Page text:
Compilers - Am I writing one?

Levi Pearson levi at cold.org
Sun Jun 29 19:30:03 MDT 2008


"Daniel C." <dcrookston at gmail.com> writes:
> Someone said that I'm writing a compiler and therefore need to learn
> all about context-free grammars, LALR(1) parsers, deterministic finite
> state automata, and all sorts of other sexy-sounding but ultimately
> painful stuff.  Are they right or did they just want to give me
> headaches?

Yes, you're writing a compiler. :) No, you don't really have to learn
the 'painful' stuff, but I'd recommend it, as it's not *that* painful
and it's very useful to boot.

> I am aware that things like YACC exist but I'm wary of using such
> magic without understanding it first.

There are probably easier tools to use now than YACC, but if you're
writing in C, it may be a good choice.  You *really* don't want to
write something to do what YACC does, though you might want to write a
recursive descent parser.  I'm not a big fan of recursive descent
parsers because it means you've got to eliminate all the
left-recursion in your grammar, and that leads to a bit of obfuscation
in both the grammar and the code.

YACC doesn't really do anything you need to be wary of, though there
are some things you need to understand about how it works in order to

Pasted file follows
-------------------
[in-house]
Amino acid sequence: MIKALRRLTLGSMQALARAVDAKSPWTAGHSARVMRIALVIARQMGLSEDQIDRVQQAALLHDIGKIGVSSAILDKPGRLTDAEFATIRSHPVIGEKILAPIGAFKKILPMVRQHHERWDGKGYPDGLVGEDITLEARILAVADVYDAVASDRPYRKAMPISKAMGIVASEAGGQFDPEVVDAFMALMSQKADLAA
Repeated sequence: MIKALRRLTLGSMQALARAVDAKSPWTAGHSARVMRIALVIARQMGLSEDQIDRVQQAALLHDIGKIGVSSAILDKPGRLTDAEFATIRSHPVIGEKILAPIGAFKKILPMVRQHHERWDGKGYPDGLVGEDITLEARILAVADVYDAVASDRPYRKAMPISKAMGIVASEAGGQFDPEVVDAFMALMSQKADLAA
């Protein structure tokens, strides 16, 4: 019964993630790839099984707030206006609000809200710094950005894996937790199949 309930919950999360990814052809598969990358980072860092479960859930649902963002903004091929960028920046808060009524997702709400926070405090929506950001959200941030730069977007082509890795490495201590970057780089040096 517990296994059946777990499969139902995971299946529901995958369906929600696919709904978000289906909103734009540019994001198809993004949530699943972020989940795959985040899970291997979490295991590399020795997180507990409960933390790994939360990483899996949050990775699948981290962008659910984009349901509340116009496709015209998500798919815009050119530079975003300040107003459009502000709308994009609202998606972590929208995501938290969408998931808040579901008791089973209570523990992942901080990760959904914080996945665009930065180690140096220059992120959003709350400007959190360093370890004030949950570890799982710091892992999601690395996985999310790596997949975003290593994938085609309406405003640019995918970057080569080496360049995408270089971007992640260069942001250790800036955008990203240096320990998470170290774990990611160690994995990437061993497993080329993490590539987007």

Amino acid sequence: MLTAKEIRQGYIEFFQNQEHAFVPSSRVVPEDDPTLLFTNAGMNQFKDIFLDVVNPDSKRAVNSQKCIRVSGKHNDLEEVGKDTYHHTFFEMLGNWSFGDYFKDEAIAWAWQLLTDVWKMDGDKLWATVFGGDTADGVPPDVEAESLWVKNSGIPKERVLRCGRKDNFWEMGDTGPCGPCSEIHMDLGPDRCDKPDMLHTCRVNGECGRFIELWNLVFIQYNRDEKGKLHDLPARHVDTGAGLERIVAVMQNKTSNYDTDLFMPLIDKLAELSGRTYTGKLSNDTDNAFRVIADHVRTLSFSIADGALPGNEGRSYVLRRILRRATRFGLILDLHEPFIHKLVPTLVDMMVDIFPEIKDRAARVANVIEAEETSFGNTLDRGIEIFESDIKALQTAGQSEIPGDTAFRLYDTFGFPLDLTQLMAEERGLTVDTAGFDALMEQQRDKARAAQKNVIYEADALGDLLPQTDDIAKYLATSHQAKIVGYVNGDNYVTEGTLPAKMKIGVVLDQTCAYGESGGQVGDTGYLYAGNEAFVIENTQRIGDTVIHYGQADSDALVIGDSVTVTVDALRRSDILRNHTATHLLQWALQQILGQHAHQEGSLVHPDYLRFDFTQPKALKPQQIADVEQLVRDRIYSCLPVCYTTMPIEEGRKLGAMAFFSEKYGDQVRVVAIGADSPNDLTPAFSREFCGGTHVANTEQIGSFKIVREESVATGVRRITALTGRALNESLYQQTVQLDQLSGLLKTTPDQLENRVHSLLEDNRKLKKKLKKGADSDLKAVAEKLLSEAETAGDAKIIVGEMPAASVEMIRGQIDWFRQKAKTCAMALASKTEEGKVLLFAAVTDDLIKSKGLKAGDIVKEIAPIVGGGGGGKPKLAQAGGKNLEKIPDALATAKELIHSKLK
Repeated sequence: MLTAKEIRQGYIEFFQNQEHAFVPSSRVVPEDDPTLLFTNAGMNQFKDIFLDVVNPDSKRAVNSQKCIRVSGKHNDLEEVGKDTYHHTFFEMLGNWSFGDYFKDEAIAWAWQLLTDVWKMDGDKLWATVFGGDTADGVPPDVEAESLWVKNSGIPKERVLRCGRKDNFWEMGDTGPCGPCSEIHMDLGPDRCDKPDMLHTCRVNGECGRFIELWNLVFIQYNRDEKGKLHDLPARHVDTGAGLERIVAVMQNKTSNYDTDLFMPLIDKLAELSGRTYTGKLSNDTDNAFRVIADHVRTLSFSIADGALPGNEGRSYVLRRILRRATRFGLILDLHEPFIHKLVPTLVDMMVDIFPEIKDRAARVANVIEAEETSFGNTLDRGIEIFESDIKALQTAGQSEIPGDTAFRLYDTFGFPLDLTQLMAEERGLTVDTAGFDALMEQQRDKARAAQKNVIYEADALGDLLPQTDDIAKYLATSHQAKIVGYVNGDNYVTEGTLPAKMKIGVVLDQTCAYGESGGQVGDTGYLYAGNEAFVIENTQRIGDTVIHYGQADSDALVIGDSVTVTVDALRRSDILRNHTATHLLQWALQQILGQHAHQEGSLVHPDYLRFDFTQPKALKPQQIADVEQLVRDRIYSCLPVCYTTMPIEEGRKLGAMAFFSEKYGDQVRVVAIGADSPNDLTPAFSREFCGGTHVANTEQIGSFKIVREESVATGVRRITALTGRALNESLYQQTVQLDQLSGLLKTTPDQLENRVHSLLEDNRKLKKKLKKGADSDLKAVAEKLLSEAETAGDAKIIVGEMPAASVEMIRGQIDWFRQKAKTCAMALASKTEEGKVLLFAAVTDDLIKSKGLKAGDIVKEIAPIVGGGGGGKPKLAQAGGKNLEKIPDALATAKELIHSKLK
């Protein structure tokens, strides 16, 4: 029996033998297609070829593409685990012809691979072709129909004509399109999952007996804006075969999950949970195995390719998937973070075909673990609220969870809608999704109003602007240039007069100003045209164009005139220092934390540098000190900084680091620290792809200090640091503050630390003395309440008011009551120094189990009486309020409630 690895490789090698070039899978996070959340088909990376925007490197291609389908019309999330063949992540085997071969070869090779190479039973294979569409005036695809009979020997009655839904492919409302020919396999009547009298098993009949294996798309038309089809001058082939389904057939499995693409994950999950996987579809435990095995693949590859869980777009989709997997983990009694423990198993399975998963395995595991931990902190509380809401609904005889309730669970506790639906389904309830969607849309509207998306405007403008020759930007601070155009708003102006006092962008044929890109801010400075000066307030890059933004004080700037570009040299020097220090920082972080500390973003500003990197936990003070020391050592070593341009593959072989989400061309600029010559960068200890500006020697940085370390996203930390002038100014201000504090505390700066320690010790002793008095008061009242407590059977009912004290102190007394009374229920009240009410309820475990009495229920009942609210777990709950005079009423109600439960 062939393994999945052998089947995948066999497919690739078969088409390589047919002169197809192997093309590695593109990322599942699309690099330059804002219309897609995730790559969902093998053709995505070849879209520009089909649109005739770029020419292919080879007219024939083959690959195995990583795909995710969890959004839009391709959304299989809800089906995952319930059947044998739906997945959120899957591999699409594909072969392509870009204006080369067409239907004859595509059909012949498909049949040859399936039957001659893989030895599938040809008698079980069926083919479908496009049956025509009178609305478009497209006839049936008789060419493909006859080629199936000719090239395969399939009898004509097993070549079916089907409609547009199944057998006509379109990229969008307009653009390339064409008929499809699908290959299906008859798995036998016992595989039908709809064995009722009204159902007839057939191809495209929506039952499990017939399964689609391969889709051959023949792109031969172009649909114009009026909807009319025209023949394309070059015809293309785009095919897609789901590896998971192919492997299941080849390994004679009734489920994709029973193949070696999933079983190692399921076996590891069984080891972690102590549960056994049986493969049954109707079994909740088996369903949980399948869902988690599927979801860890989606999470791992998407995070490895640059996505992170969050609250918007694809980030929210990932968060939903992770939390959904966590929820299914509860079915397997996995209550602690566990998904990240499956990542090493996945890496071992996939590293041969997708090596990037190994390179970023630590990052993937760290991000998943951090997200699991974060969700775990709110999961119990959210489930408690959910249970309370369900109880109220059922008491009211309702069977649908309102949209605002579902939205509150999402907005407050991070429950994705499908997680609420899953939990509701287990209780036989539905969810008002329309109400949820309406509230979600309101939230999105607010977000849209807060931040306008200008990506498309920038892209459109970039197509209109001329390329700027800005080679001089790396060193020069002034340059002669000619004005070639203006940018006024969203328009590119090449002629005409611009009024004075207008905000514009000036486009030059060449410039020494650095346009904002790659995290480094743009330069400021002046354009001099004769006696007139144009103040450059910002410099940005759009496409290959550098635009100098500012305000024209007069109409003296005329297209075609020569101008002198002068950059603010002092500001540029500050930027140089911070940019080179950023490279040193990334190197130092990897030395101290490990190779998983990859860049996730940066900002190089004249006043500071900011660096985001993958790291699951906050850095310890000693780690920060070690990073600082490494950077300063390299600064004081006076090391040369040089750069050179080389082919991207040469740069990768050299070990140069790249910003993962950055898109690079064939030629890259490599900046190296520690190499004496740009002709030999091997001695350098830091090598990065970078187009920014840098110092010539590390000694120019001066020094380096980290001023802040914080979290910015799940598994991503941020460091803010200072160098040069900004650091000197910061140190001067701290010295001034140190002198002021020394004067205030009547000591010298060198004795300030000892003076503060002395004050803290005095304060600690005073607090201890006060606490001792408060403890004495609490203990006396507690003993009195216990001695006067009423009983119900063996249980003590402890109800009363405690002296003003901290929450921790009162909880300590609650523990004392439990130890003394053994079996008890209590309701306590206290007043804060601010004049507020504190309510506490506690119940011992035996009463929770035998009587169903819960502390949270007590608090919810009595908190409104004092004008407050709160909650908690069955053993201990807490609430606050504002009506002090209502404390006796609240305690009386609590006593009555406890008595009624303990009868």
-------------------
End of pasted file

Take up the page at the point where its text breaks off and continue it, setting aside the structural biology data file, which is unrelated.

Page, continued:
avoid nasty things like shift/reduce conflicts.  If you're comfortable
using regular expression engines, something like YACC is just another
step along the same path.  Both are based on the theory of automata,
which can get rather mind-bending but is really simple at its core.

Using lex and yacc will give you a syntax-directed parser, and you can
use your yacc semantic actions to either build your parse tree or to
output the intermediate data that you're sending to the other.  There
are programs or libraries like lex and yacc for just about every
language, so this is really the best route to go about writing simple
compilers.

If you have any specific questions about any of it, or want to know of
resources for learning more about any of it, let me know.

> Thanks, and (since no-one else is going to say it) welcome back to me.

Um, welcome back? :)

                --Levi



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